We Love Paris in the Springtime!

Paris Fashion Week Spring/Summer 2016

Paris Fashion Week saw three gifted designers from the Swarovski Collective—Christian Wijnants, Esteban Cortázar and Iris Van Herpen—unveil spectacular Spring/Summer 2016 collections that pushed the boundaries of skill and showmanship with ingenious embellishment using Swarovski crystals. In addition to the excitement these three brought to the Paris shows, Hussein Chalayan and Olympia Le-Tan also thrilled audiences with catwalk collections intricately patterned with crystals provided by Swarovski.

Christian Wijnants 
Another Paris Fashion Week star riding on the success of opening his first store, this time in Antwerp, Belgian designer Christian Wijnants presented an easy, breezy collection that he described as “a subtle, pure look that lifts the tone-on-tone palette.” There were cleverly deconstructed skirts made from layered fabrics in white, zingy yellow and orange, softened by carefully frayed edges. Some of the dresses featured black pin stripes picked out with individually placed hotfix crystals, while others had patches made to look like random stains, created using a mix of shiny and opaline hot fix and sew-on stones. “It’s about experimenting with new things and exploring how you can create your own interpretation of a technique.” 

Esteban Cortázar
Every designer knows that key feedback comes at the end of the show when the models either plead/don’t plead to take home something they’ve worn on the catwalk. This season Cortázar hit gold with his extraordinary ‘flatform’ footwear: Sandals and peep-toe booties entirely encrusted with jagged icicle-like crystals, either multi-colored or jet back, gave serious drama to the collection of jackets and skirts in exotic animal prints, metallics, and pared-back black-and-white looks. “The crystals gave a kind of galactic feel to the whole collection—an otherworldly vibe that I thought was really cool. The girls all wanted to steal the shoes at the end of the show, so that’s a good sign!” 

Iris Van Herpen 
The ever-innovative, boundary-pushing Van Herpen showed off her supreme skill by creating an ultra-modern collection that felt part sci-fi and part disco queen. Coordinating halter-necked crop tops and miniskirts in simple silhouettes were made from astonishing fabrics that recalled the intricate art of paper engineering, or even origami. Precise, all-over patterns created using 3D-effect shapes inlaid with crystals gave garments a strikingly unusual, futuristic feel. “Texture and shape are the main focus, with three-dimensionality a fairly important part of that. This season I really used the stones to accentuate the structure and the texture of the garment”.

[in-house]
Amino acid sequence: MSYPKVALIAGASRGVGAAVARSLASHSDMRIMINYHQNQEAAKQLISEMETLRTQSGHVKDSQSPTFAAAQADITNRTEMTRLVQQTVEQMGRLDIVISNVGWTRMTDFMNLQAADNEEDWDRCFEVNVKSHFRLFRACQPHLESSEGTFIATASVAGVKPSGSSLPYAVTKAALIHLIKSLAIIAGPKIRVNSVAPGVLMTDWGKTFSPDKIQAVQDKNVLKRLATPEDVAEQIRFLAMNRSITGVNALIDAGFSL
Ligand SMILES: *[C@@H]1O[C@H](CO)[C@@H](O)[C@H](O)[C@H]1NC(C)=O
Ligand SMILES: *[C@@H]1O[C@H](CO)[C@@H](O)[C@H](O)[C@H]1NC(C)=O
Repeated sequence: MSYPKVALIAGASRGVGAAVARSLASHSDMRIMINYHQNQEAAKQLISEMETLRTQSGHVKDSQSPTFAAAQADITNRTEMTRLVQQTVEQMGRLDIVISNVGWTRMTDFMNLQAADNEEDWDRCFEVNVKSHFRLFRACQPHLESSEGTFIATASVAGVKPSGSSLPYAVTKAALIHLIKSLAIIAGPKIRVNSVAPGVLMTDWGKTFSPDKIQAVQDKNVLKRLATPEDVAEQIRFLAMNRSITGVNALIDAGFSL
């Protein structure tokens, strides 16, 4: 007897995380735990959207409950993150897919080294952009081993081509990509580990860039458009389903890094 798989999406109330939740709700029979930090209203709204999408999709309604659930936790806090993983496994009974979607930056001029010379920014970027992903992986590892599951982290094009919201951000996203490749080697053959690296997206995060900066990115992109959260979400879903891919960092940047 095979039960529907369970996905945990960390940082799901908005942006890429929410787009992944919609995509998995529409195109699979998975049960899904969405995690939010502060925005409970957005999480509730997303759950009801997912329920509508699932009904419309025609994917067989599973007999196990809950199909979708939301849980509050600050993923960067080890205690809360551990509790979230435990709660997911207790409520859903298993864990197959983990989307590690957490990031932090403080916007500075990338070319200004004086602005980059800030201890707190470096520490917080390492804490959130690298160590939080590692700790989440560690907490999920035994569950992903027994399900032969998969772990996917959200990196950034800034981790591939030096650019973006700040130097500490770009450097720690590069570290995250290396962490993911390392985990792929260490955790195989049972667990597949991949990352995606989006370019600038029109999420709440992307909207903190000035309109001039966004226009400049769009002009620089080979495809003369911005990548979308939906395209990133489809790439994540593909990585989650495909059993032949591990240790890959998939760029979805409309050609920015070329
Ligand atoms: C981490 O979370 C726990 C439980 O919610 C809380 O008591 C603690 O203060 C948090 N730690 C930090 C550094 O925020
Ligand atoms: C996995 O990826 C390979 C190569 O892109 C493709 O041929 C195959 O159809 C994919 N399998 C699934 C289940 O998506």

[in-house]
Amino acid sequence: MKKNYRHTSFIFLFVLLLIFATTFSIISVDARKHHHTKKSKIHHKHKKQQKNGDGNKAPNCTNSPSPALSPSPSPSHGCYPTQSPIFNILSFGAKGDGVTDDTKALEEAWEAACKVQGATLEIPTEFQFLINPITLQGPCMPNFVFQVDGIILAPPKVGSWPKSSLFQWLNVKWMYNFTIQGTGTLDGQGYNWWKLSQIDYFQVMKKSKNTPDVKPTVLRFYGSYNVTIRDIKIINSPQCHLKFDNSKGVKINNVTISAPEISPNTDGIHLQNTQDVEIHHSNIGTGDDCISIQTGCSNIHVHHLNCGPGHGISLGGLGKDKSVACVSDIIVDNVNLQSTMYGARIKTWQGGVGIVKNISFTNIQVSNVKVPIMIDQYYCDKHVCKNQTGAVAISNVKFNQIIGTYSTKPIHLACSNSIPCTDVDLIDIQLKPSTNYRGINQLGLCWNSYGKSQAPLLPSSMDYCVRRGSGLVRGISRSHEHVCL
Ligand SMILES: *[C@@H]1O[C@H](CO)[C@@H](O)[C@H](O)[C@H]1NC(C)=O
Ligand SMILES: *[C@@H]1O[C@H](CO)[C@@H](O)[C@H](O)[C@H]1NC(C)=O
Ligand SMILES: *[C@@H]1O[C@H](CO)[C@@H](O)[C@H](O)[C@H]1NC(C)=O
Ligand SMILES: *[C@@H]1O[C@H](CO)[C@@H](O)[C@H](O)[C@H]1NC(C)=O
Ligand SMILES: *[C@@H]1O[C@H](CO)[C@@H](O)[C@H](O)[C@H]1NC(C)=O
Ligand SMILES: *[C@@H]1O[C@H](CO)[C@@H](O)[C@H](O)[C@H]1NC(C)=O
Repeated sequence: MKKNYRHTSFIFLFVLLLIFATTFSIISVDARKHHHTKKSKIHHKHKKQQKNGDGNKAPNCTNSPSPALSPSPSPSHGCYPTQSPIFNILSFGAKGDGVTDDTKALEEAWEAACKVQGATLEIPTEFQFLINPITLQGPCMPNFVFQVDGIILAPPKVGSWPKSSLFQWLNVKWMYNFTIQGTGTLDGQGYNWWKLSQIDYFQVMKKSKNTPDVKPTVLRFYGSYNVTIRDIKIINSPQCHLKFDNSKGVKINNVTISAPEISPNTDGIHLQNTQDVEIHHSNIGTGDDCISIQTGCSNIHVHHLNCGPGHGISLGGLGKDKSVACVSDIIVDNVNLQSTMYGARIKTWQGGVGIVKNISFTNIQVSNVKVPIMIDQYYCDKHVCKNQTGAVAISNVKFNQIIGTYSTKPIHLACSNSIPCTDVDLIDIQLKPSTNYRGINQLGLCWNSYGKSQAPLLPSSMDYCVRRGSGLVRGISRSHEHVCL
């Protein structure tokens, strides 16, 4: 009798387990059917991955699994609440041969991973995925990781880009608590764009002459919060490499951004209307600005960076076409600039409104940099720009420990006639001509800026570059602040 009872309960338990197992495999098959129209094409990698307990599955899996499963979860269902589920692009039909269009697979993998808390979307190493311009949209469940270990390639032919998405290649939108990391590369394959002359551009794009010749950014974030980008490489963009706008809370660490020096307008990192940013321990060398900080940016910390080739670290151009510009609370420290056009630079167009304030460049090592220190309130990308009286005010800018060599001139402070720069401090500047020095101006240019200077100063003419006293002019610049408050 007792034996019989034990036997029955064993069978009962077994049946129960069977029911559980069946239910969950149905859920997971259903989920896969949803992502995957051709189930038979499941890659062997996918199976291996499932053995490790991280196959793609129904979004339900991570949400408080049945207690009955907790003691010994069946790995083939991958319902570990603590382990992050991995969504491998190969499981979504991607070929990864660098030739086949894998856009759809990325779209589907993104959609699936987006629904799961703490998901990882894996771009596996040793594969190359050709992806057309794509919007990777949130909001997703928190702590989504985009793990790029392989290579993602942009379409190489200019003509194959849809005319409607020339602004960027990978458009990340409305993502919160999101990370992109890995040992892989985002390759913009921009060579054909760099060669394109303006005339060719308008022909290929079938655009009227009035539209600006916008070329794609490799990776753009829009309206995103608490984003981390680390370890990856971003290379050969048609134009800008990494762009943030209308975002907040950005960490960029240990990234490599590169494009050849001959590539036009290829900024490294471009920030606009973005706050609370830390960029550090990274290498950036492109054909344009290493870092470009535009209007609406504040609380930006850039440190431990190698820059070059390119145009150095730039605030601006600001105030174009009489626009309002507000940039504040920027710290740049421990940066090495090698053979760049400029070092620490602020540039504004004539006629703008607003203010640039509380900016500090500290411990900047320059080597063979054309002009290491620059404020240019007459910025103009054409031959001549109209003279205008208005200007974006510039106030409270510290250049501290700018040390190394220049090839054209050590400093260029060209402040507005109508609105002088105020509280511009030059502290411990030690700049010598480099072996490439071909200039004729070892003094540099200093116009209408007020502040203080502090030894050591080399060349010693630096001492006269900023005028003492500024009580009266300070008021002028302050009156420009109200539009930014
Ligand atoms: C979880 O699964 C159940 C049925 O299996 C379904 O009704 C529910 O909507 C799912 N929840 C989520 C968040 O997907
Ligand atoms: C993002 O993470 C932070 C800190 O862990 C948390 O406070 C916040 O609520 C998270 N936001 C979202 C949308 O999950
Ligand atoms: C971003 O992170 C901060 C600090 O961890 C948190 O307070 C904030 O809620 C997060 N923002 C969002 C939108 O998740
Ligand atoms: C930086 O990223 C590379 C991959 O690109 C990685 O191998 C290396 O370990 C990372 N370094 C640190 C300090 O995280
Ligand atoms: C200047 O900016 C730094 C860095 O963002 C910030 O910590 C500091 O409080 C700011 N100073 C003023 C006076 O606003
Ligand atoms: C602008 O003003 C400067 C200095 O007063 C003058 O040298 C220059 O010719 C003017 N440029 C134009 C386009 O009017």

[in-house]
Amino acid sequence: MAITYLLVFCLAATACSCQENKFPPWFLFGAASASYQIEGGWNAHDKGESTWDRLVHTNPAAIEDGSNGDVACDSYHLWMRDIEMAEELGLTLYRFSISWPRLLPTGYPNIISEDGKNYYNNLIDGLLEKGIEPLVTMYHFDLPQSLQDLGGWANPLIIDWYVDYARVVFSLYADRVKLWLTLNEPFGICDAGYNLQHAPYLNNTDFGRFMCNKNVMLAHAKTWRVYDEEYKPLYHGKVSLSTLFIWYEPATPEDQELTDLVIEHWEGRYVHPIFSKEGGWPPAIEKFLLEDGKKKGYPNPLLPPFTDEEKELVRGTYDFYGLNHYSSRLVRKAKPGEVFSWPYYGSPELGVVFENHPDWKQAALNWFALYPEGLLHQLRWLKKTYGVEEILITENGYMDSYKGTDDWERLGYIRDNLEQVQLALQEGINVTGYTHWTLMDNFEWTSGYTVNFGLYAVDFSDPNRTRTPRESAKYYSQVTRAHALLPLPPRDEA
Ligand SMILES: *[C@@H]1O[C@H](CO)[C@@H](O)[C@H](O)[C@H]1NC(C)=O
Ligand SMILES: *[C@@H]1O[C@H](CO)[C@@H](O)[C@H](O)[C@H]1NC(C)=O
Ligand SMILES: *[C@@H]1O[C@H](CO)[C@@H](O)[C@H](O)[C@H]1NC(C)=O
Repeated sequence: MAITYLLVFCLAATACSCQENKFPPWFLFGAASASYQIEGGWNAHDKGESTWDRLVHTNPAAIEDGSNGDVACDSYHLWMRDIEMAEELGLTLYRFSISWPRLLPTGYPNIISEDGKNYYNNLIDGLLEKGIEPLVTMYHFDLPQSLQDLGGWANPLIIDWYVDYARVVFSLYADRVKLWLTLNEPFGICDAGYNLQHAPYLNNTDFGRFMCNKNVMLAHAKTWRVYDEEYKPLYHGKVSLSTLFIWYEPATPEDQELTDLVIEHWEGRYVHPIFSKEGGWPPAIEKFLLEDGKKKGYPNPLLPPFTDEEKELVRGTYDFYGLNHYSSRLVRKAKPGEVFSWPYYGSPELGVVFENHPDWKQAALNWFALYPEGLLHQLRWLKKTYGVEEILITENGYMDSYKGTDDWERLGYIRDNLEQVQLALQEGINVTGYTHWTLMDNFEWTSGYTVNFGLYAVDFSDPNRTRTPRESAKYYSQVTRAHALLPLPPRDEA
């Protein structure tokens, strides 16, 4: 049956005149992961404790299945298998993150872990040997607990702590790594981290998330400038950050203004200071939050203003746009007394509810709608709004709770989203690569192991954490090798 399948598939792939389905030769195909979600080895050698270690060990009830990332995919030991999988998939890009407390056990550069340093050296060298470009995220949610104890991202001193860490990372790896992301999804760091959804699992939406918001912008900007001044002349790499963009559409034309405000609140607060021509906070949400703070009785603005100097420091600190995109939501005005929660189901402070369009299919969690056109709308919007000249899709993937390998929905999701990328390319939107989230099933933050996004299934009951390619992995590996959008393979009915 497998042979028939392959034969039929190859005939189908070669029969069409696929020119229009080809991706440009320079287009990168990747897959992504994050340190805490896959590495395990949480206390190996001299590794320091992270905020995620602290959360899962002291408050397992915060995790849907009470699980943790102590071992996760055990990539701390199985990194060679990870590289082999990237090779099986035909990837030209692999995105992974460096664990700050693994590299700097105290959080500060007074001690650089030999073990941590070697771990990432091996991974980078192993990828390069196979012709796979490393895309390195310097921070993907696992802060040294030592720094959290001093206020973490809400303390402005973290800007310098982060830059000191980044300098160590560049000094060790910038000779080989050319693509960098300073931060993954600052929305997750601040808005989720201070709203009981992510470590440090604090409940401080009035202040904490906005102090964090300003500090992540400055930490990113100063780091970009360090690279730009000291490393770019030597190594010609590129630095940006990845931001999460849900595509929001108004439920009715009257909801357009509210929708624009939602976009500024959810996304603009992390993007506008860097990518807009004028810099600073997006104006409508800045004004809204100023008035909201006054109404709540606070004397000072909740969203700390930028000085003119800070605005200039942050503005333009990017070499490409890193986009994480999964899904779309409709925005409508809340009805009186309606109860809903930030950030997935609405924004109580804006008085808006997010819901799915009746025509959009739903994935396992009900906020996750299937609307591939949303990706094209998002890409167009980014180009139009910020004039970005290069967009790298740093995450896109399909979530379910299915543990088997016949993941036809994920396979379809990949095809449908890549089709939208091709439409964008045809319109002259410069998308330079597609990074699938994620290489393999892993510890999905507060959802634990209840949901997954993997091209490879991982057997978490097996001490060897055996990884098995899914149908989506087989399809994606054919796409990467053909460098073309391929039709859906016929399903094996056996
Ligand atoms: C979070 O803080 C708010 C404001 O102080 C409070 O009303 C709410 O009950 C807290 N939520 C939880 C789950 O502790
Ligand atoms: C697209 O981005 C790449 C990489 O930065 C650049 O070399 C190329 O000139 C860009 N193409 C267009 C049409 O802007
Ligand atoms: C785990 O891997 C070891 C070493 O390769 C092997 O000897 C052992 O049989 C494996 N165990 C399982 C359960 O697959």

Olympia Le-Tan 
Something of a cult success, Olympia Le-Tan is all about covetable whimsy and wit, and her collections harbor a sweet joie de vivre that’s hard to resist. For her Spring/Summer 2016 runway show, the Le-Tan woman exhibited a touch of Japanese cool: a day dress was made from fabric printed with a geisha pattern, while another silver polka-dot outfit included a waistline reminiscent of the Japanese obi, featuring a large red bow motif outlined with crystals. The bow was reprised alongside crystal embroideries on an elaborate blouse worn with a khaki high-waist pantsuit. “The crystals allowed me to make the clothes sparkle a lot,” she explained. “There’s one dress completely covered in Swarovski crystals to create a Japanese pattern in dark indigo. We also made a bustier with geometric shapes, and there are really simple belts that you put on a yukata (light cotton kimono), except they’re covered in Swarovski crystals.” 

Hussein Chalayan 
On a high from opening his first store in London’s Mayfair, Chalayan staged a show that fully justified his reputation as one of fashion’s masterful magicians, and marked a decade of collaborations with Swarovski. Along with floaty, whimsically printed day outfits touched with subtle crystal detailing, he also stood models under showers of water, causing what proved to be their soluble top layer of utilitarian white coats to literally disintegrate, revealing incredible white evening dresses underneath that shimmered with rich crystal embroideries and appliqués. He described the process of designing inspired clothing as “creating stories”: “It’s been very important from the beginning to try new ideas that haven’t been done before. The moments in a show where there’s a showpiece and something happens to it—I don’t do it for the sake of it: there’s always a story behind it, and it really links to the rest of the collection”.

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